Have some winemaking texts at the cellar? Both Monitoring the Winemaking Process from Grapes to Wine: Techniques and Concepts by Patrick Iland and others is a great resource for treating reduced wines. If you want something more technical, turn to Bruce Zoecklein’s Wine Analysis and Production text.
High pH in Wines
The second trend is high pH wines. I’m seeing this in both red and white wines in regions I wouldn’t especially expect high pH to exist. These are wines where the pH is above 3.80 by the time primary fermentation is done and they may go up and over 4.00 by the time malolactic is done. Now in most of these cases that I’m noticing it, the grapes or juice did not give any indication that the pH was going to be that high by the end of primary.
In this case, it’s probable that these causes of high pH are linked to high potassium retention in the fruit. Unfortunately, that’s a viticultural issue to address. But, I’m dealing with it on the winemaking side. So instead, what I’ve provided you in the notes below, are ways to identify if you are dealing with high potassium in your wine. The first step is getting your current wine tested to see what the potassium rate is because that potassium concentration can buffer the pH and causes these inflated pH situations that make it very, very difficult to properly stabilize and maintain wine quality.
Until potassium levels in the fruit can be reduced, winemakers have to find ways to manage the retention problem. If you are dealing with high pH wines (both reds and whites), I would recommend finding out how much potassium is retained in your current wines.
You can do this by sending out wine to a wine lab, like Enartis Vinquiry (under ‘Metals’ in “Wine Analysis”), to test the potassium concentration. This will help you rule out whether or not potassium is contributing to your high pH problems. Normal potassium ranges in wine are 860 – 1,279 mg/L K+ (22 – 32 mmol/L) (Somers 1977, cited by Mpelasoka et al. 2003), while high potassium concentrations range from 1,056 – 2,776 mg/L K+ (27 – 71 mmol/L) (Somers 1975, cited by Mpelasoka et al. 2003).
If you establish that potassium could be a contributor to high pH problems, you can refer to this article I previously wrote for Wines & Vines (note: click on the “Full Article” link to open all content). It may also be helpful to use a winemaking consultant for further help and guidance as dealing with high pH wines can be difficult.
The high pH wine problem can be elusive, especially if grapes come into the crush pad within normal pH ranges. The winemaker (or consultant!) doesn’t notice a problem until after the grapes have been fermented into wine, or until MLF is complete.
Several years ago, Dr. Tony Wolf revised potassium fertilization recommendations for vineyards growing wine grapes in Eastern North America. If you have a copy of the Wine Grape Production Guide for Eastern North America, you should print out this revision and add it to the book. Potassium retention in the fruit needs to be addressed in the vineyard over the course of time.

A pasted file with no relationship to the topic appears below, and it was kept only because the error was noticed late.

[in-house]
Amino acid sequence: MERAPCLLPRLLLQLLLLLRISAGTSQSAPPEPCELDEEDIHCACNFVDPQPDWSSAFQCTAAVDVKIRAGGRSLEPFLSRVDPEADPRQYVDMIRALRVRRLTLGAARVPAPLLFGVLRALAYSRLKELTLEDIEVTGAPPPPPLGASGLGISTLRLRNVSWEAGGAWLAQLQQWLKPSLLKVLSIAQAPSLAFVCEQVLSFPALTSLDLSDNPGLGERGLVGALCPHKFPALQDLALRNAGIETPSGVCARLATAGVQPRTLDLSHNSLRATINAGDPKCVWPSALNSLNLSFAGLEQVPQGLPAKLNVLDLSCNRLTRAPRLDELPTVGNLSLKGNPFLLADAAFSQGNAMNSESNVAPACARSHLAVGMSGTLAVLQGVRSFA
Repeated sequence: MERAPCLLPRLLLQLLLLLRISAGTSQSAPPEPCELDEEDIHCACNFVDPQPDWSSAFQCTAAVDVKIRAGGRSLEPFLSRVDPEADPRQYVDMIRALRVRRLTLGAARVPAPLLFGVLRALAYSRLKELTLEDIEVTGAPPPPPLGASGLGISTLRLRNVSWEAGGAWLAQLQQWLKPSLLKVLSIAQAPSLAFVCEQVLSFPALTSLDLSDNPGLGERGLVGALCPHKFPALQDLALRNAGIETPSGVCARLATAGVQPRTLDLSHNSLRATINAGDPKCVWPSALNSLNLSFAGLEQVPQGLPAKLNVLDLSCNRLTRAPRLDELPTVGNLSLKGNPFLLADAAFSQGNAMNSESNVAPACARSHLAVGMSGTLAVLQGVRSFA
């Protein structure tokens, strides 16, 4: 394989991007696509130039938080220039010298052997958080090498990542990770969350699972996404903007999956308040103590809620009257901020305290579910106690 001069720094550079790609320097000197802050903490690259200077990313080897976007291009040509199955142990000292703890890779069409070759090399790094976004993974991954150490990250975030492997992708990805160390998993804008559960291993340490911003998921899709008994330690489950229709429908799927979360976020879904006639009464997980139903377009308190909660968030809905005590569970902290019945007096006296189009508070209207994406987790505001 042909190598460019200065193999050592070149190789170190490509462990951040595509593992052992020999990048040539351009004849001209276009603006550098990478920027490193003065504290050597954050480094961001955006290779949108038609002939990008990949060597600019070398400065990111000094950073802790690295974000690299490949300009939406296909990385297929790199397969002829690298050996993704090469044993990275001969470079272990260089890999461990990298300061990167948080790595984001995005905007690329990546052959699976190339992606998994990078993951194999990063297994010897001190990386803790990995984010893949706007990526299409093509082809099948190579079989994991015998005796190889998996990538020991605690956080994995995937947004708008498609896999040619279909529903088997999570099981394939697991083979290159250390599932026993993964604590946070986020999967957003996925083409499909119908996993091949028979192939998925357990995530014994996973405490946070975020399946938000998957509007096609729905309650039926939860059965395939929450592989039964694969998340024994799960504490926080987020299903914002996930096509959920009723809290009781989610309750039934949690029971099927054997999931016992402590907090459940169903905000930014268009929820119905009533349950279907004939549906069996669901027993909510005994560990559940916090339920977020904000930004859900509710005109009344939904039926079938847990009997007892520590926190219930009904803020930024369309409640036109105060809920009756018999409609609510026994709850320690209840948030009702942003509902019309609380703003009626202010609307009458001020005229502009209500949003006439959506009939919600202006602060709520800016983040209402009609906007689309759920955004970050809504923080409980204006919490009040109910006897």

Stability Issues in Wines after Blending
And then the third issue that I’m seeing are post-blending stability issues. So where this is becoming a problem is where the wines go through cold stabilization and protein stabilization, and then later in production, before the wine is bottled, the winemaker may opt to do some blending. It’s important to remember that when you blend wines it can change the stability properties of those wines. Even if both wines were cold stable, let’s say, blending them together can cause some acidity changes that may render them unstable, and therefore, the wine could throw tartrates. If you are blending after these stability processes, make sure you are retesting the wine to ensure your stability properties are still stable.
Still stuck on this concept? The Darn Good Winemakers have spent the last three months diving into both cold and protein stability. We’ve discussed best practices, testing methods, and when to address these processing steps. This monthly forum is a great way to learn AND get the opportunity to ask your questions in how these steps apply to your operation.
Plus, DGWinemaking Clients have access to testing protocols for stability tests:
There are also checklists that provide a timeline for when to treat the wines for various steps in production. These timelines are altered for white/rosé, red, and formula wines. Remember, access to most of the website content is $100 a month for a DEMI membership. If you’re looking to improve your cellar techniques, inquire today at [email protected].
Mpelasoka, B.S., D.P. Schachtman, M.T. Treeby, and M.R. Thomas. (2003) A review of potassium nutrition in grapevines with special emphasis on berry accumulation. Australian Journal of Grape and Wine Research. 9:154-168.
Somers, T.C. (1975) In search of quality for red wines. Food Technology in Australia. 27:49-56.
Somers, T.C. (1977) A connection between potassium levels in the harvest and relative quality in Australian red wines. Australian Wine, Brewing and Spirit Review. 24:32-34.